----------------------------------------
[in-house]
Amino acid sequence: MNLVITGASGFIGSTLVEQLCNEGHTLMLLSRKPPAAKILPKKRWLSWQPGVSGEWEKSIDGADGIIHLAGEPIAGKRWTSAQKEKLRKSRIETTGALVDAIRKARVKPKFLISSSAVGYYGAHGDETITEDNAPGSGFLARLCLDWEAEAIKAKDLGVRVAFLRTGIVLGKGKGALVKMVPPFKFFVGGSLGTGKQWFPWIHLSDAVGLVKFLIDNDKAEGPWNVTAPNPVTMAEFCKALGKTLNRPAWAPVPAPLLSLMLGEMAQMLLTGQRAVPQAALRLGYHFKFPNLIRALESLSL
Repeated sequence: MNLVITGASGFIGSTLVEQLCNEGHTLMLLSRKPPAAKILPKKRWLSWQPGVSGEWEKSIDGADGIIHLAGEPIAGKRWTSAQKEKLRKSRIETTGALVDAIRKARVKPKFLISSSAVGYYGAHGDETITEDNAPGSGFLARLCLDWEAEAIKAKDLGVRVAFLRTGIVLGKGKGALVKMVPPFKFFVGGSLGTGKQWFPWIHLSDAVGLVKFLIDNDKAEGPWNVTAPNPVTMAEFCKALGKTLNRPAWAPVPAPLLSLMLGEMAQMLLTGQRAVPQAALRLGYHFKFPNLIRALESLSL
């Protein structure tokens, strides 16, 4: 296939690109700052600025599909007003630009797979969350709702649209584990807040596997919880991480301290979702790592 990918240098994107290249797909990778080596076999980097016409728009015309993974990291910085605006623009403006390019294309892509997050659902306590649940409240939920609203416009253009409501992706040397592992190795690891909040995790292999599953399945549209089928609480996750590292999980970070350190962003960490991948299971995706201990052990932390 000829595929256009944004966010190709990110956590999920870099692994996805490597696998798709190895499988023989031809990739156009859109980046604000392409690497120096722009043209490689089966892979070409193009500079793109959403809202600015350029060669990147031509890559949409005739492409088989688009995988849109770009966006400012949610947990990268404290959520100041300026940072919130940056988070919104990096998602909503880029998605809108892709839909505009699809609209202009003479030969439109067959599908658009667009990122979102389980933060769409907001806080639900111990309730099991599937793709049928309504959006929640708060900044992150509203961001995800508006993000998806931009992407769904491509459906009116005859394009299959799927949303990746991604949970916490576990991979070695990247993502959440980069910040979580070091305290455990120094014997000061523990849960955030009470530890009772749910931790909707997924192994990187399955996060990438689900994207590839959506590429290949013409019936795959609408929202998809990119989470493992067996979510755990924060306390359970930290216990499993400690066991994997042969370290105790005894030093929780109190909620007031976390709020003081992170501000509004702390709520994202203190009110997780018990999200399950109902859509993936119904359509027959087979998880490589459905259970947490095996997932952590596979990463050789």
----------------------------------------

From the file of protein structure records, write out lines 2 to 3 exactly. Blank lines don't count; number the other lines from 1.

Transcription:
Amino acid sequence: MNLVITGASGFIGSTLVEQLCNEGHTLMLLSRKPPAAKILPKKRWLSWQPGVSGEWEKSIDGADGIIHLAGEPIAGKRWTSAQKEKLRKSRIETTGALVDAIRKARVKPKFLISSSAVGYYGAHGDETITEDNAPGSGFLARLCLDWEAEAIKAKDLGVRVAFLRTGIVLGKGKGALVKMVPPFKFFVGGSLGTGKQWFPWIHLSDAVGLVKFLIDNDKAEGPWNVTAPNPVTMAEFCKALGKTLNRPAWAPVPAPLLSLMLGEMAQMLLTGQRAVPQAALRLGYHFKFPNLIRALESLSL
Repeated sequence: MNLVITGASGFIGSTLVEQLCNEGHTLMLLSRKPPAAKILPKKRWLSWQPGVSGEWEKSIDGADGIIHLAGEPIAGKRWTSAQKEKLRKSRIETTGALVDAIRKARVKPKFLISSSAVGYYGAHGDETITEDNAPGSGFLARLCLDWEAEAIKAKDLGVRVAFLRTGIVLGKGKGALVKMVPPFKFFVGGSLGTGKQWFPWIHLSDAVGLVKFLIDNDKAEGPWNVTAPNPVTMAEFCKALGKTLNRPAWAPVPAPLLSLMLGEMAQMLLTGQRAVPQAALRLGYHFKFPNLIRALESLSL